Nigerian digital bank FairMoney in talks to buy Umba in $20M all-stock deal, sources say

FairMoney, a digital bank based in Lagos and headquartered in Paris, is in discussions to acquire Umba, a credit-led digital bank providing payroll and financial services to customers in Nigeria and Kenya, in a $20 million all-stock deal, sources tell TechCrunch.

The move signals FairMoney’s interest in growing its customer base by expanding into more countries, specifically Kenya. But it also underscores the challenges facing fintechs in Africa amid a challenging market for startups globally: a $20 million all-share deal would be roughly equivalent to the amount Umba raised from outside investors.

Acquisition negotiations are still in their early stages, according to the sources, who requested anonymity due to the confidential nature of the details. FairMoney and Umba did not respond to requests for comment ahead of publication.

Umba, founded by Tiernan Kennedy and Barry O’Mahony in San Francisco in 2018, was launched as a credit-led digital bank targeting emerging markets. It provides banking services such as loans, current accounts, savings accounts, fixed deposit accounts and bill payments to customers in Nigeria and Kenya.

To date, the digital bank has secured around $20 million in funding, per PitchBook data. Its investors include Costanoa Ventures, Monzo co-founder Tom Blomfield, Lachy Groom, ACT Ventures, Lux Capital, Palm Drive Capital, Banana Capital and Streamlined Ventures.

Meanwhile, FairMoney has been backed by the likes of Tiger Global, DST Global Partners, Speedinvest and others and has raised just over $57 million, according to PitchBook. It was last valued at between $400 million and $500 million following a bridge round last year.

FairMoney, best known for its lending services in Nigeria, has been looking for more avenues for expansion. In 2020, FairMoney ambitiously entered India as its second market, but beyond a momentum update in 2021, it has not made any more recent disclosures about how that business is doing.

FairMoney has also been expanding its product. The startup's eponymous app originally launched as a digital lender in Nigeria six years ago. Since then, it has added other financial services, such as debit cards, transfers and payments. It says that it has over six million retail customers.

FairMoney's previous acquisitions have included PayForce, a sub-brand of YC-backed Nigerian merchant payment service CrowdForce, which it picked up in a cash-and-stock deal worth $15-20 million.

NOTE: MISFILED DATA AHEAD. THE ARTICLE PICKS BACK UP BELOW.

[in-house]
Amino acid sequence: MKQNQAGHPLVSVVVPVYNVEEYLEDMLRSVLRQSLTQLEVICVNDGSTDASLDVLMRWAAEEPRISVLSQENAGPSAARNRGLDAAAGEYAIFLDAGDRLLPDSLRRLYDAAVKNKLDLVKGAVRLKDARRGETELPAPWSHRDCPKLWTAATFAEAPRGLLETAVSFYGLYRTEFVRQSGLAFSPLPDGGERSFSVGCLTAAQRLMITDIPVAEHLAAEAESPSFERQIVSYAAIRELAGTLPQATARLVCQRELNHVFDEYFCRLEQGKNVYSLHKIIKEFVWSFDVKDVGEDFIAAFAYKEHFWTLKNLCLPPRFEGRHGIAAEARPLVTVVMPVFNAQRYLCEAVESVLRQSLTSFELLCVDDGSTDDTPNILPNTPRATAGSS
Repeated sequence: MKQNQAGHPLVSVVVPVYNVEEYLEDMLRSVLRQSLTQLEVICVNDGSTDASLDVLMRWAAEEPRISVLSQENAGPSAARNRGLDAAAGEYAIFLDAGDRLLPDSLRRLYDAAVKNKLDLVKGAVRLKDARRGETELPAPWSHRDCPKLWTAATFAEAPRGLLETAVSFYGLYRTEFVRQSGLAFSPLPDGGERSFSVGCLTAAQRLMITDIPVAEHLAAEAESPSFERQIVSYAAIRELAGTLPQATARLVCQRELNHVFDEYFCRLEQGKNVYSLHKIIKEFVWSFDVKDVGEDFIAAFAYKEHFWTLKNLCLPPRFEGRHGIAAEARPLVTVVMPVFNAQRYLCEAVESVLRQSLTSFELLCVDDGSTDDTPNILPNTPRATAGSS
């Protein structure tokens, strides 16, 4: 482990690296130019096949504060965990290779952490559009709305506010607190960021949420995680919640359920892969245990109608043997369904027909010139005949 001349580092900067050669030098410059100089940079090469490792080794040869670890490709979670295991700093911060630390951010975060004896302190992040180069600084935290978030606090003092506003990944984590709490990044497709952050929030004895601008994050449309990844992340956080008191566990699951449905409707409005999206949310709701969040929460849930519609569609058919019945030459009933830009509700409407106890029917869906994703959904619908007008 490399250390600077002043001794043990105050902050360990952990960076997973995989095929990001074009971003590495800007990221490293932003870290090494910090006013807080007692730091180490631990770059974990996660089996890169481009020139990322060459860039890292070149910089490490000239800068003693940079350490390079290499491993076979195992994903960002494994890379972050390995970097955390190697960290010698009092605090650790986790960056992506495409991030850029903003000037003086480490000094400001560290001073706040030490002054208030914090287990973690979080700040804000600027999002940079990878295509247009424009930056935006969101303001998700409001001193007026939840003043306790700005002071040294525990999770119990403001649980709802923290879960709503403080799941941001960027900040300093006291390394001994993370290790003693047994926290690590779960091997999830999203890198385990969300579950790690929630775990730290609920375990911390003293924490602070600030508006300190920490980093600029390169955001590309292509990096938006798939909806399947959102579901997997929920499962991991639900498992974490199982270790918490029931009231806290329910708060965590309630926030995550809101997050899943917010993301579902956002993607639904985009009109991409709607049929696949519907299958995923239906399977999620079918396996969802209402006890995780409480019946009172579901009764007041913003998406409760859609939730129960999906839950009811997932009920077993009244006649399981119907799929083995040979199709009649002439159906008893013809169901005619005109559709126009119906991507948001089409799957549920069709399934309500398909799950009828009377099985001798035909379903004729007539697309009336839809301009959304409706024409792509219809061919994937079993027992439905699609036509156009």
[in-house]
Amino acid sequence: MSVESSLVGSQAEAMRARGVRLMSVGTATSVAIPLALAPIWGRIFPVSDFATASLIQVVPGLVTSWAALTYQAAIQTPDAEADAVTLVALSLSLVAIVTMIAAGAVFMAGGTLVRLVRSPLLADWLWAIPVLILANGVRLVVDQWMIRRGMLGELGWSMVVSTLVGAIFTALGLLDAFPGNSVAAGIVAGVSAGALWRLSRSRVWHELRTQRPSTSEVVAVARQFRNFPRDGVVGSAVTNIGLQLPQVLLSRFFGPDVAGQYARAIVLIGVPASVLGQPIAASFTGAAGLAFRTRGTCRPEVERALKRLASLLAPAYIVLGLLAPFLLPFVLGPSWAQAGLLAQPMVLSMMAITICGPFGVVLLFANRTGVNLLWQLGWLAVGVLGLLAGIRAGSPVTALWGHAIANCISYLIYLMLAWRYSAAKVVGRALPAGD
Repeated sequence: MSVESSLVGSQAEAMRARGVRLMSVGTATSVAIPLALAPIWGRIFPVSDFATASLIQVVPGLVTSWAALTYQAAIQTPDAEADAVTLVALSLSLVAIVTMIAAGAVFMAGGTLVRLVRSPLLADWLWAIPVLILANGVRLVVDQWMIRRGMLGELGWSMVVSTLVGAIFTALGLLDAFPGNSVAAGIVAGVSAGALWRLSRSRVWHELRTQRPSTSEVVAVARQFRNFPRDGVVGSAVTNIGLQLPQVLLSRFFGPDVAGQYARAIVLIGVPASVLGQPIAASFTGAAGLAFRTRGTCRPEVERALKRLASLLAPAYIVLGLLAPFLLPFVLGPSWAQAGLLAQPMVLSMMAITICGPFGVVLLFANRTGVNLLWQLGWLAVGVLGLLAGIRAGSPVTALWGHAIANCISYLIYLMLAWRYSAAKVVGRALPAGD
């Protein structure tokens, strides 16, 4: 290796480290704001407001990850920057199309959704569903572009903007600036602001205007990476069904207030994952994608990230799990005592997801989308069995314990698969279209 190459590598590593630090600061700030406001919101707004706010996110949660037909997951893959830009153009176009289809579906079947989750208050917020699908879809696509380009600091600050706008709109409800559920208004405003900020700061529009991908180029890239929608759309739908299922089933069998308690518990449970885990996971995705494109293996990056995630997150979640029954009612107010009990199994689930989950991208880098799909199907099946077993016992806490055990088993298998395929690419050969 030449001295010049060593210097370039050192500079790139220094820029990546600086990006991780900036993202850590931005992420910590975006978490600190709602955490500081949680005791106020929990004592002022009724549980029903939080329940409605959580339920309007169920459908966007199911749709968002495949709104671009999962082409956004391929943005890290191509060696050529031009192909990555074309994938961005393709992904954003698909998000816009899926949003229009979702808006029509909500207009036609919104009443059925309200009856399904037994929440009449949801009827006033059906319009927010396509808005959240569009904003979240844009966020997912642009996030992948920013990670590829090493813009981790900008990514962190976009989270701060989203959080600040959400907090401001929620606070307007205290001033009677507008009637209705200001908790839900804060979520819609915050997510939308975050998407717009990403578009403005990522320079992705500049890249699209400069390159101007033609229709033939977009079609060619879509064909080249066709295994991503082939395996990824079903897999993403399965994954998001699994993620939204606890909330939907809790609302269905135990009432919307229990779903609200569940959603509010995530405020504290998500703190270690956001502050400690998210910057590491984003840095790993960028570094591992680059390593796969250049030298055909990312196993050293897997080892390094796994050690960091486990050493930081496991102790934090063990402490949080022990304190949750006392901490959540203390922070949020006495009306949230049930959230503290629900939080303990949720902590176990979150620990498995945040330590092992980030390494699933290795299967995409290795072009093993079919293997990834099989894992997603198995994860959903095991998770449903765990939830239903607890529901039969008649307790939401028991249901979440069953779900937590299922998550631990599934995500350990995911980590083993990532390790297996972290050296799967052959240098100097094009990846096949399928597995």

“We see ourselves as a retail bank, but the line between merchants and retail is often blurry,” FairMoney CEO Laurin Hainy told TechCrunch in an interview last year around the PayForce acquisition. “We’ve thought about the merchant space more and more, and we see a lot of potential synergies between what PayForce and we have built independently.”

Umba also started as a retail-focused digital bank in Nigeria before diversifying its offerings to include merchant financing and business banking products in the West African country as well as Kenya. Google Play indicates over 1 million installs of its app, but the number of registered and active users is not disclosed.

FairMoney’s potential acquisition of Umba may not solely hinge on user numbers or product offerings. For one, Umba launched merchant and business-facing products within the last four months, so it’s improbable to have garnered significant traction and volumes in that time frame. FairMoney could likely be more interested in Umba’s microfinance license, obtained in 2022 through acquiring a majority shareholding in Daraja Microfinance Bank. This license allows Umba to offer banking services in Kenya.

Obtaining a microfinance bank license in Kenya can be challenging. Unlike Nigeria, which has over 600 microfinance bank licenses, Kenya has only 14 such licenses. For the Tiger-backed FairMoney, acquiring Umba could streamline entry into Kenya, bypassing the lengthy licensing process that took Umba three years. As such, an acquisition could see FairMoney leverage Umba’s existing infrastructure or combine both fintech capabilities to launch its services in Kenya.

Sources tell us while Umba wasn’t actively seeking a sale, it may find FairMoney’s offer enticing, particularly given its current financial status. Between January and June 2023, the fintech generated $335,000 in revenue while incurring $1.54 million in expenses, as outlined in an investor pitch deck obtained by TechCrunch.

Additionally, after securing a $15 million Series A funding round at a $60 million valuation in February 2022, Umba sought further funding last December. Ultimately, it raised a $1.55 million bridge round at a valuation of just $25 million which is in line with FairMoney’s offer. The fintech may be considering other options, the sources say.

Amid the fintech boom, digital banks and challenger banks in Africa attracted tens of millions of dollars in venture capital investments, spurring numerous players’ emergence with plans to challenge traditional incumbents.

Now the story is different. VC funding continues to tighten, and many of the big bets are not playing out as forecast, with companies missing growth targets and facing challenging unit economics. That has led to more M&A conversations. Just this month, Nigerian neobank Carbon acquired Vella Finance, an SME-focused banking service provider. And FairMoney’s potential acquisition of Umba, if successful, would mark its second deal in two years.

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